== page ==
Monday, August 12, 2019

Traveling Through Our Books

Writing fiction is a form of time travel. Science fiction takes us into the future, and historical fiction gives us a ride into the past. Even if a story is set in the present, we have to provide enough detail to make the reader feel like she is a witness to what is taking place.

There is a reason why many beloved books have stood the test of time. The authors of books like the Little House Series, Chronicles of Narnia,
Island of the Blue Dolphins

Island of the Blue Dolphins, and A Wrinkle in Time create realistic worlds that we want to visit again and again. When the setting, characters, and unique details are painted with words, we lose all track of time and want to stay in this place.  Wrinkle in Time / Wind in the Door / Swiftly Tiltling Planet

As a writer of historical fiction, research is what brings a time period to life.

If I want readers of my novel WHEELS OF CHANGE to follow Emily Soper’s adventures, they have to be grounded in the reality of 1908 Washington DC.


            What was life like in the Nation’s Capital 110 years ago?

            It was very rural for one thing. With the exception of Pennsylvania Avenue, the area around the train station, and a few streets bordering 7th Street – the main street of commerce - there was only gas lighting and no electricity. Indoor plumbing was still a novelty. Many roads were unpaved or had cobblestones. There were farms and wooded areas surrounding the government buildings. Most people still rode in horse-drawn wagons, carriages, or buggies.  Many goods were still made by hand. Incorporating these details into the story grounds it and fixes the time and place.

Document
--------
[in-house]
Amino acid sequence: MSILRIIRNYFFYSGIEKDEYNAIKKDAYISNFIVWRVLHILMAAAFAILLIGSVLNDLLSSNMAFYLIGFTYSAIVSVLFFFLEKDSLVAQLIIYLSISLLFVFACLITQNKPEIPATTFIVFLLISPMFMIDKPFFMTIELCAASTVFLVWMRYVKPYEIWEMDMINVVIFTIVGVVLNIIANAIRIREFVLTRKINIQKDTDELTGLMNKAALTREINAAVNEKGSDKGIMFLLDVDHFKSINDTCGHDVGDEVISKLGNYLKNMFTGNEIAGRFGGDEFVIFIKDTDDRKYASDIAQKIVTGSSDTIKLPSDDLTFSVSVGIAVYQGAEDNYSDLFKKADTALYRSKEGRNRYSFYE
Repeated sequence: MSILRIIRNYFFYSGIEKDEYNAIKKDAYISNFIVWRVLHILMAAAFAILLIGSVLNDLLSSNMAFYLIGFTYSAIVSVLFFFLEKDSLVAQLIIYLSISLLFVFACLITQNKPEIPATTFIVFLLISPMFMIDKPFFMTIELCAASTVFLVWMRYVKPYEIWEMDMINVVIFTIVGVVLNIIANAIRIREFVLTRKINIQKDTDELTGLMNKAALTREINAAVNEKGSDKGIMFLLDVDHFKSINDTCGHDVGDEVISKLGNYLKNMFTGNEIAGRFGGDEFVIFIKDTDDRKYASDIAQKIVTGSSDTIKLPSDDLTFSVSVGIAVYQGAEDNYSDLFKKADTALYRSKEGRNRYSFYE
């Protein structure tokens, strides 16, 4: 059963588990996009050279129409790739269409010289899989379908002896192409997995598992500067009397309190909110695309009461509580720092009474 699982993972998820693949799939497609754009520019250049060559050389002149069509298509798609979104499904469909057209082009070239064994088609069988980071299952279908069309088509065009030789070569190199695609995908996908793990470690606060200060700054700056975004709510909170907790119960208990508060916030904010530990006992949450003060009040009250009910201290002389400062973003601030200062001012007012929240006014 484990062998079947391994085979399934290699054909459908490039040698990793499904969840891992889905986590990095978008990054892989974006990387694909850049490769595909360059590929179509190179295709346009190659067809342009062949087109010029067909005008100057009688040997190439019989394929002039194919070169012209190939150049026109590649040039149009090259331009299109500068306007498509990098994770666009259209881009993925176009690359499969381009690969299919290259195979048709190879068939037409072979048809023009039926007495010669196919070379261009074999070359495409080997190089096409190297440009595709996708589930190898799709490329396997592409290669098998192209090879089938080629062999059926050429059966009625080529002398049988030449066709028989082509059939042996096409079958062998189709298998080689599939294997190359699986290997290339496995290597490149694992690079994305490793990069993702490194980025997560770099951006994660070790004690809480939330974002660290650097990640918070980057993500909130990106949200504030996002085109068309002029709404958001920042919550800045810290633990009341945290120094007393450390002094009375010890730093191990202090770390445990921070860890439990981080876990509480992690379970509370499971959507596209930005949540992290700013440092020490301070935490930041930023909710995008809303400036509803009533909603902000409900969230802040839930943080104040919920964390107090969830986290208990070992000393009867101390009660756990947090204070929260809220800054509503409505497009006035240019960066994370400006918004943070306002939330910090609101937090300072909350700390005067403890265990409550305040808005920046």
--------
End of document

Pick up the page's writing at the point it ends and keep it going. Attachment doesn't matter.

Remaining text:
Character is another way to create an authentic story. When a story takes place in another era, the writer has to be sure to use language and sentence structure that rings true. In 1908, children spoke in a more formal style, like their parents. Very little slang was used. Children addressed other adults as Mr. or Mrs. and often used “sir” or ‘ma’am” when speaking to their parents.

A character’s actions and behavior was different than it is today. Expectations for males and females were much more divided and specific. Boys had more freedom to explore and be adventurous. They were expected to roughhouse and get into trouble now and then. Girls on the other hand, were expected to be lady-like and exhibit proper behavior at all times. They were encouraged to excel at the “domestic arts” such as sewing, cooking, housekeeping, and child rearing. 

The best books transport us and make us feel we are right beside the characters. Finding the right details takes us there.



1 comment:

  1. I always think of a book as a way to get in someone else's head--but you're right, it's also a way to visit another time.

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